An exhortation, repeated with rather surprising approval on various philosophy blogs: “We’re all smart. Distinguish yourself by being kind.”
I’m all for being kind, and hope that — when I was in the business — I mostly was (and of course regret the times I knowingly wasn’t). But if you didn’t realize it before, then one thing you would learn by editing a philosophy journal, as I did for a dozen years (reading each and every submission that Analysis received in that time), is just how many philosophers aren’t smart. Honest plodders, no doubt: but quite capable of sending off for publication dull-witted, uncomprehending, point-missing, or thumpingly fallacious offerings. And we are just kidding ourselves if we suppose otherwise.
Of course, there’s a lot of public bullshit about this, for understandable and not wholly disreputable reasons. We often rate each other’s works as “world-class” to help colleagues get grants; we rate someone as outstanding to aid accelerated promotion so that they get paid a tolerable wage. But that doesn’t mean that we really are often world-class, or outstanding, or even smart.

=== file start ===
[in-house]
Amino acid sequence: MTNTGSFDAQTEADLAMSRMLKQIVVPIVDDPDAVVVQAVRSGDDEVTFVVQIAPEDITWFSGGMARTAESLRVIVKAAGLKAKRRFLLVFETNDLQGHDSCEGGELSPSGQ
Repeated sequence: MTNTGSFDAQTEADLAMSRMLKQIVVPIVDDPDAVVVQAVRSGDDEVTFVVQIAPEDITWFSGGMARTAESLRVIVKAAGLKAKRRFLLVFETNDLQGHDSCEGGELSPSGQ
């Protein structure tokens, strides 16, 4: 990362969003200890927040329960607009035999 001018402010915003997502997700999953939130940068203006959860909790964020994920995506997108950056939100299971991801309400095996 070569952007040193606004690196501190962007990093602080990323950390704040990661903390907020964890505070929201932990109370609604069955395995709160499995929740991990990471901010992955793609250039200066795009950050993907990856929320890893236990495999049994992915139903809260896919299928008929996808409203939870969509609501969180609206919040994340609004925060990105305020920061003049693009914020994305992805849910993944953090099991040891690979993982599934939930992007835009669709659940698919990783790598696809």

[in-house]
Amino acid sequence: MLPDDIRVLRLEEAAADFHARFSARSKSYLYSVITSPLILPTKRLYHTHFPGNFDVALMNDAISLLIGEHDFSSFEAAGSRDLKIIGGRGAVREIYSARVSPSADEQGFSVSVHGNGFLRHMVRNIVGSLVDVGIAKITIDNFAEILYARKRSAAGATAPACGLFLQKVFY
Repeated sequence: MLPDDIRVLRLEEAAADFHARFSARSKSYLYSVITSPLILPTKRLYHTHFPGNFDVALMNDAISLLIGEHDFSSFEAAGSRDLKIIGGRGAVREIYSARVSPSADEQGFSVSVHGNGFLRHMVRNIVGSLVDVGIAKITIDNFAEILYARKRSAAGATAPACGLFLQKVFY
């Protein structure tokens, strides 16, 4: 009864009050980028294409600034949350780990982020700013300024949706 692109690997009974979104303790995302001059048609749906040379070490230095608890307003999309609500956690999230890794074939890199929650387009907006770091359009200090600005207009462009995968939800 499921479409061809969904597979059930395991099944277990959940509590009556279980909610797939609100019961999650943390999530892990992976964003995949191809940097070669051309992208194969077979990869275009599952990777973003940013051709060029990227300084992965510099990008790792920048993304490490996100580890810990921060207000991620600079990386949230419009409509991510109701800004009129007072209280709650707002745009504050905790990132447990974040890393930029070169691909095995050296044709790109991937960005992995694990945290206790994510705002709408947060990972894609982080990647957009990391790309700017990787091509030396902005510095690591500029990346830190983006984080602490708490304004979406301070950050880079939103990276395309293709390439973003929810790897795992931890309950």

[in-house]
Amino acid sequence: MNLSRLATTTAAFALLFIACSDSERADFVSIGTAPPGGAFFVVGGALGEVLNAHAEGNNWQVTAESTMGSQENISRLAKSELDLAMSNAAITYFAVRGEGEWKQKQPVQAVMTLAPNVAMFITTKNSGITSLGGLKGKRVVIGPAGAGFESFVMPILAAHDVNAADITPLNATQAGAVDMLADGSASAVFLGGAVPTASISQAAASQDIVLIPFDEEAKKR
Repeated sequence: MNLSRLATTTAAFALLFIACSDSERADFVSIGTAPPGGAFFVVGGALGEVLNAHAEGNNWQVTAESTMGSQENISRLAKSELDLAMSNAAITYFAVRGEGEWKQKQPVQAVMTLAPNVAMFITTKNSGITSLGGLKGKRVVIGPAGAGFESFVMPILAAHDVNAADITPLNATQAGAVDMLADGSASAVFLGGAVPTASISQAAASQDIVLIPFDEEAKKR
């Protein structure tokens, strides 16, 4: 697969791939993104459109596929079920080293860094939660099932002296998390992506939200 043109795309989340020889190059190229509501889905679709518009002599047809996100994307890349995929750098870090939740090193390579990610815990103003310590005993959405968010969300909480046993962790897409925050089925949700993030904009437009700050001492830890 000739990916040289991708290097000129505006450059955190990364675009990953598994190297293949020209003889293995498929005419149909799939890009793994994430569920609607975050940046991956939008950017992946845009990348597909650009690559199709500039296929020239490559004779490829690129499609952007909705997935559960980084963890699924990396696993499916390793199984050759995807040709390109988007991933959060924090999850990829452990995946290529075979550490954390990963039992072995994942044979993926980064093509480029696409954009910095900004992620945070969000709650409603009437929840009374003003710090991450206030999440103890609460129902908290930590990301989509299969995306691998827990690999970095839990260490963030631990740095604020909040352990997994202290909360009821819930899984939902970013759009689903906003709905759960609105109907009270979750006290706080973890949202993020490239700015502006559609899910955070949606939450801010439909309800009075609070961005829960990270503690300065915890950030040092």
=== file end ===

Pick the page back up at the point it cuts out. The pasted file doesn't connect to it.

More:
Mathematicians aren’t under much illusion about this sort of thing. Some really are smart, and get to prove important stuff, push off in new directions, make new connections. Many plod, tinkering at the margins, or adding a few little stones to a mosaic according to a pattern designed by others. (I was brought up in that hard school, and in part left it because I didn’t think that continuing to be a plodding mathematician was very likely to be as much fun as becoming a plodding philosopher: I was probably wrong about that, but such is the folly of youth!)
And it surely isn’t really very different for philosophers, is it? Plodders abound. Extra kindness is called for exactly because quite a few of us lots of the time, and no doubt all of us some of the time, aren’t smart — and it does hurt to have it rubbed in.